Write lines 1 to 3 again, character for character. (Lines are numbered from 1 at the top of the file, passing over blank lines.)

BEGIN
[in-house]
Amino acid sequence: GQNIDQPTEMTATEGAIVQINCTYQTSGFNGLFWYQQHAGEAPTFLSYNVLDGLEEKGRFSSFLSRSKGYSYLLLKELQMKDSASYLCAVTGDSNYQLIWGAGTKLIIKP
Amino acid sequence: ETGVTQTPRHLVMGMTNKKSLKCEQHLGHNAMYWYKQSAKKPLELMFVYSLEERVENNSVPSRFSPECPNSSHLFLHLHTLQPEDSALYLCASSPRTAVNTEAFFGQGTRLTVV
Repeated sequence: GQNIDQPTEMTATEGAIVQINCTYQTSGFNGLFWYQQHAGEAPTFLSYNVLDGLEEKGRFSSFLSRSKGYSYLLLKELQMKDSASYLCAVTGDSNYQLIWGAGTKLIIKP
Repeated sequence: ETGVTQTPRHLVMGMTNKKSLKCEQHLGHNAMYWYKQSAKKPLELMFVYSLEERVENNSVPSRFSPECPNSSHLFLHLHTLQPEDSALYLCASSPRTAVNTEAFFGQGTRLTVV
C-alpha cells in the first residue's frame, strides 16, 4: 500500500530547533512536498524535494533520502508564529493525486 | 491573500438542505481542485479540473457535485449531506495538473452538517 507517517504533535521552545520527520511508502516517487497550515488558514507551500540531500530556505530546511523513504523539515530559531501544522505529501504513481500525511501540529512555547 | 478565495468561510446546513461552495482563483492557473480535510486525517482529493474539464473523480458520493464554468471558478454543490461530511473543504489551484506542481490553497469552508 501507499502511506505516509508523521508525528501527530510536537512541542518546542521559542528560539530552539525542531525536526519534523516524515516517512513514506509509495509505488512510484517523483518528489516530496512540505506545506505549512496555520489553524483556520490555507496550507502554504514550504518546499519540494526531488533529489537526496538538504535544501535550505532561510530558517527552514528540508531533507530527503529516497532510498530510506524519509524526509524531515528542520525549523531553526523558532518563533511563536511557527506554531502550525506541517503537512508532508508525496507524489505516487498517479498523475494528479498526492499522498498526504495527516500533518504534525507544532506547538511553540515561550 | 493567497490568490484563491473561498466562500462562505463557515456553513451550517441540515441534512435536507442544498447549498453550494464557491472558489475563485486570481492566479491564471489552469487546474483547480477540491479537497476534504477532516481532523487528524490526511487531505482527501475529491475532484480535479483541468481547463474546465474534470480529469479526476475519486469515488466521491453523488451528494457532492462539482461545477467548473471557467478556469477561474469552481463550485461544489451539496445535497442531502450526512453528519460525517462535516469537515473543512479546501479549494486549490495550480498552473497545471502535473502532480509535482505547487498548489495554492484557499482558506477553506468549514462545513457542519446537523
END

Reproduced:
[in-house]
Amino acid sequence: GQNIDQPTEMTATEGAIVQINCTYQTSGFNGLFWYQQHAGEAPTFLSYNVLDGLEEKGRFSSFLSRSKGYSYLLLKELQMKDSASYLCAVTGDSNYQLIWGAGTKLIIKP
Amino acid sequence: ETGVTQTPRHLVMGMTNKKSLKCEQHLGHNAMYWYKQSAKKPLELMFVYSLEERVENNSVPSRFSPECPNSSHLFLHLHTLQPEDSALYLCASSPRTAVNTEAFFGQGTRLTVV